The Central Library consists of 11 levels where five clusters are connected through four trading floors that layer partially on top of each other. The signature feature is ‘Book Spiral’ on levels 6-9 that displays the non-fiction selection. The continuous spiral ramp connecting the four floors allows people to browse through books organized using the Dewey Decimal System. This solves the conundrum of the existing libraries where floors divide the books in an unnatural way. The new library model emphasizes the role of the library staff. Librarians hoped they could more closely interact with the patrons and offer more professional help. The Seattle Central Library has set aside a space in the 5th-floor Mixing Chamber, which is like the heart of the library, for the staff so that the patron-librarian meeting can take place in a nice environment in a time-saving manner. Some other features of the library include: Library Lounge and Meeting Rooms functioning like a shared office; Computer Lab accessible via booking; automated sorting and delivery systems; changing views of the city depending on the location; and the whole place serving as a photo zone. No wonder it’s called a Seattle gem.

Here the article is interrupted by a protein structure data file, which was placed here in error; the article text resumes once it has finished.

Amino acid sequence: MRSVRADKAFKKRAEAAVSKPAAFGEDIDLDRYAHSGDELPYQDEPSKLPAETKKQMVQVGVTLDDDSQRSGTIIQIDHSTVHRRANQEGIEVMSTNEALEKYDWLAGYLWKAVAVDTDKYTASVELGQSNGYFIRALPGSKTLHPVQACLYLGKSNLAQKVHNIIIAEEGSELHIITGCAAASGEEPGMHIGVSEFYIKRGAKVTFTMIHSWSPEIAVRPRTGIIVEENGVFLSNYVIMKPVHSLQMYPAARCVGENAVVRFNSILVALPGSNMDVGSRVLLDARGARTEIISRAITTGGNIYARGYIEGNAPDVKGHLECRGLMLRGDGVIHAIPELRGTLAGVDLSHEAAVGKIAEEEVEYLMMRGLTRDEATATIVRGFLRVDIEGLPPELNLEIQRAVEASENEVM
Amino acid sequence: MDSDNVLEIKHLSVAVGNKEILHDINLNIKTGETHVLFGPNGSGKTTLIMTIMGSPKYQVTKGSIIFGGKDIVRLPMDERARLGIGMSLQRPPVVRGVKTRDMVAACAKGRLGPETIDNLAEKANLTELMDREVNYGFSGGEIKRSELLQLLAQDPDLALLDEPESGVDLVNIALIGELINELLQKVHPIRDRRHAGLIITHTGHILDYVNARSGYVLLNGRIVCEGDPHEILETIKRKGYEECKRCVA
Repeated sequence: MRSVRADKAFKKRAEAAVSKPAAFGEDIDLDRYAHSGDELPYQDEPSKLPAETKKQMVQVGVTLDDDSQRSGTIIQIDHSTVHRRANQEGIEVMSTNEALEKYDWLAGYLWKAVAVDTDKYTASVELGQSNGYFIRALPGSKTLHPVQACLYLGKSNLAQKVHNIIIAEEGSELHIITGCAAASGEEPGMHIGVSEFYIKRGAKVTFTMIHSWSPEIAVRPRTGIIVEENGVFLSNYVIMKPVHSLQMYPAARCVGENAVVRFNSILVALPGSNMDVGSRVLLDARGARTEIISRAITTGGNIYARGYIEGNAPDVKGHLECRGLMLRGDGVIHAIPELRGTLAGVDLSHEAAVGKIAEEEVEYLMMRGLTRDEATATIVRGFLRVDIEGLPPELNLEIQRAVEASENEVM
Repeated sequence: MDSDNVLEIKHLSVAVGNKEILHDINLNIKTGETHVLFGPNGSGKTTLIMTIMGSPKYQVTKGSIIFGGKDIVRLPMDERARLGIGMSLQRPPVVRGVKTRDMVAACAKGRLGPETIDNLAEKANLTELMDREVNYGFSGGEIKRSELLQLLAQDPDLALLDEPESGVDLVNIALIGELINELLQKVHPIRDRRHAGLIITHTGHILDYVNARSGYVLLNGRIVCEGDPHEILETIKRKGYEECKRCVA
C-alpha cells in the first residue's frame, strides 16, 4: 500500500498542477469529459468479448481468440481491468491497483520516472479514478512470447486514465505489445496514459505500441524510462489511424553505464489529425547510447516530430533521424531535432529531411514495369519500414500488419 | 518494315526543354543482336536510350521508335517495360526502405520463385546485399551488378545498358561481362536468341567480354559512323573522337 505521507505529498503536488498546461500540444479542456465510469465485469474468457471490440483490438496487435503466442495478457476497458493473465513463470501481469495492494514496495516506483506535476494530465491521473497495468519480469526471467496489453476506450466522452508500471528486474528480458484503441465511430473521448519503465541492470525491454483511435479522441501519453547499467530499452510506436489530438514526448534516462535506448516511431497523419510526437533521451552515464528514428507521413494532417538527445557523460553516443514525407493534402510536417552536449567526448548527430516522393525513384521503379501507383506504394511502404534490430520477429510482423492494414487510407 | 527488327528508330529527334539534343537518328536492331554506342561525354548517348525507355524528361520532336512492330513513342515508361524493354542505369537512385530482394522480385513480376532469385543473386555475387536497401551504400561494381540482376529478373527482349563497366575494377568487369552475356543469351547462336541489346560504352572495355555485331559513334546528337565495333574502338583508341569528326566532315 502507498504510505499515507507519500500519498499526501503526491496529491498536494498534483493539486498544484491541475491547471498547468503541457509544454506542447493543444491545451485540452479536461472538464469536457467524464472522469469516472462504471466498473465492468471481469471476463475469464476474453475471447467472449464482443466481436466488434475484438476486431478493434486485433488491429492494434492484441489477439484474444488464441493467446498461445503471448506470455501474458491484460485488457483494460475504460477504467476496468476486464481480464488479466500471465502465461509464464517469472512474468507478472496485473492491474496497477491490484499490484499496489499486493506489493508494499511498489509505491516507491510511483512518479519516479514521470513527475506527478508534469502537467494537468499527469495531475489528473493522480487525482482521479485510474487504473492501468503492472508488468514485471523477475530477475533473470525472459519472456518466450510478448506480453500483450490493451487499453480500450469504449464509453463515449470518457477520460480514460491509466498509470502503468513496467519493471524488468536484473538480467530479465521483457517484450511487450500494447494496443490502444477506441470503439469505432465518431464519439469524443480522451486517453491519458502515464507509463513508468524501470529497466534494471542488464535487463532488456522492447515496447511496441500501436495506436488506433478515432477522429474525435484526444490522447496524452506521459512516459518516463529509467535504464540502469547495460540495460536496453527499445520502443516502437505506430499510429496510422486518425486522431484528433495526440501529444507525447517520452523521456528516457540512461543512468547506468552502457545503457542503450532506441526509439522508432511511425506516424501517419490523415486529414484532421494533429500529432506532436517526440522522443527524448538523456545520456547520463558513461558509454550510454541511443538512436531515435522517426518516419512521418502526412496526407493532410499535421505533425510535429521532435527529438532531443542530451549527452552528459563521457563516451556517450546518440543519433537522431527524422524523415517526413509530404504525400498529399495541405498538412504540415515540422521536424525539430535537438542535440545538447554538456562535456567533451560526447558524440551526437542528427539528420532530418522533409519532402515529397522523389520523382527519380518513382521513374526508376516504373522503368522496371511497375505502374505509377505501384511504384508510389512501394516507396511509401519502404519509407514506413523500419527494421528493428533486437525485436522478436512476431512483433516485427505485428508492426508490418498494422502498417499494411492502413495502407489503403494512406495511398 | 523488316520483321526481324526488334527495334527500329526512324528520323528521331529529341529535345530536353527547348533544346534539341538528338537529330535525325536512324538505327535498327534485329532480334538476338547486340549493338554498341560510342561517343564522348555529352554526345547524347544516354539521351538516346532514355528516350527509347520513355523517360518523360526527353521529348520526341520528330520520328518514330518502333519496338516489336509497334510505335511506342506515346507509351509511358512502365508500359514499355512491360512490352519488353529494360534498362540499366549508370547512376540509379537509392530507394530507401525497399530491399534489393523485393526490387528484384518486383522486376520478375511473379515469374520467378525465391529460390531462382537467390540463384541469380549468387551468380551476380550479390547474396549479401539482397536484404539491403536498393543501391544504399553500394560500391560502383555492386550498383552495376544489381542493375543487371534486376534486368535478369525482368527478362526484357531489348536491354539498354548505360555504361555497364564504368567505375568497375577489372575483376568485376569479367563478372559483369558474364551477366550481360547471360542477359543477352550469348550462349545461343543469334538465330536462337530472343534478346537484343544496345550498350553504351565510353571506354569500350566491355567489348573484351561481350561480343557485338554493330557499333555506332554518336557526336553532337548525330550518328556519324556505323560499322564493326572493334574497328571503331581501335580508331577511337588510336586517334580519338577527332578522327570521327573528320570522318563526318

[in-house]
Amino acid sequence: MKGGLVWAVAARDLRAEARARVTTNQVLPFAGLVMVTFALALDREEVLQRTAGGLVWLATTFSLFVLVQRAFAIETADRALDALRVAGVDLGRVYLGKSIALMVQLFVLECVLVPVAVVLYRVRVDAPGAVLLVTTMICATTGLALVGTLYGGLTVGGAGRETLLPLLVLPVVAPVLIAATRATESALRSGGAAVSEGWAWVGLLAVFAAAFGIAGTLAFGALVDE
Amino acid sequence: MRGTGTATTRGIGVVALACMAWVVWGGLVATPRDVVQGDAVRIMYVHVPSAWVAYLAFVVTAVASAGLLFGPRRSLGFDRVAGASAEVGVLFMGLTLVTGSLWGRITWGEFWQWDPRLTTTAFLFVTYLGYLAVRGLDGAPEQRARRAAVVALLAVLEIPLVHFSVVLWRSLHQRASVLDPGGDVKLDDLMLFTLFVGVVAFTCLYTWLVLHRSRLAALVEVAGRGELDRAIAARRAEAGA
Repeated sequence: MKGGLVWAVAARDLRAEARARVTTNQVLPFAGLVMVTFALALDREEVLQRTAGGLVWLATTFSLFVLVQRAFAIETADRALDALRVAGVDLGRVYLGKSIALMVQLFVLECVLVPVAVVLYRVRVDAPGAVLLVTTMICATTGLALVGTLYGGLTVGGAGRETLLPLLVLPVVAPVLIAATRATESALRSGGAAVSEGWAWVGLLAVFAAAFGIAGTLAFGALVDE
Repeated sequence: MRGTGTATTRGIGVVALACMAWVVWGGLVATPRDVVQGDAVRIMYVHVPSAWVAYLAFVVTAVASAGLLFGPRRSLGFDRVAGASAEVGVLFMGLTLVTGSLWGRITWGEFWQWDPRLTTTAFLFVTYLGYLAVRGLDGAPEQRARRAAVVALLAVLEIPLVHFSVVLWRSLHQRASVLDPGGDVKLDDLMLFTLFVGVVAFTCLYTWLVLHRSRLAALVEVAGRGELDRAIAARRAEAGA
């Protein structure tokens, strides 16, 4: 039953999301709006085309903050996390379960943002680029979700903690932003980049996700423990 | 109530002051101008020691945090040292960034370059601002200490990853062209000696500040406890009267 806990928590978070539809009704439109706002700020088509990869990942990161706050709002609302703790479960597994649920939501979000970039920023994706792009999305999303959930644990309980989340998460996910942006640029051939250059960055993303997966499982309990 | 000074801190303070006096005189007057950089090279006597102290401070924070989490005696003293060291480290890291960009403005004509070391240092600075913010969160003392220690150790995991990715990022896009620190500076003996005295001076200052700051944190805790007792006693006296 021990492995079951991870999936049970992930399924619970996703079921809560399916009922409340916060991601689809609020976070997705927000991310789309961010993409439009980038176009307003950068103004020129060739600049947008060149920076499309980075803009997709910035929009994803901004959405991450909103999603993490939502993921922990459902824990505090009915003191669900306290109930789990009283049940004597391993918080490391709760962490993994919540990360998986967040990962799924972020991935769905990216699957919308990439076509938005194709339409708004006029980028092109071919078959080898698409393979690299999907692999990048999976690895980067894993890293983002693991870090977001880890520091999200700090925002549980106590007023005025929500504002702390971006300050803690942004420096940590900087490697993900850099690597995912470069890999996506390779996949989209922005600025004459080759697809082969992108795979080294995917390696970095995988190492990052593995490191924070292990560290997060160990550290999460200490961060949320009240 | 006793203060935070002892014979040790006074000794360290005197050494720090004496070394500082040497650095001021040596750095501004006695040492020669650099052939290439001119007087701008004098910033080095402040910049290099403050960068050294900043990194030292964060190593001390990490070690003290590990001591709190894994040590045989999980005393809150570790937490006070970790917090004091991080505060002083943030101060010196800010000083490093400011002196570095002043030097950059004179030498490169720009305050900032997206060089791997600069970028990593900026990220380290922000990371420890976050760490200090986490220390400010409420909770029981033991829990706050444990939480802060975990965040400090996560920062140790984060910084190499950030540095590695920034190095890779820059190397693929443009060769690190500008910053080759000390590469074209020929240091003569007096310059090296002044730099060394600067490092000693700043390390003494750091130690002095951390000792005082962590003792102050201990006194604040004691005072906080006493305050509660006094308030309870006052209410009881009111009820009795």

Atrium viewed from Level 10 © Shutterstock

Address 1000 Fourth Ave. Seattle, WA 98104-1109
Inquiry +1-206-386-4636

Museum of Pop Culture, resembling an electric guitar © Shutterstock

Intuition Directs Building Design, Museum of Pop Culture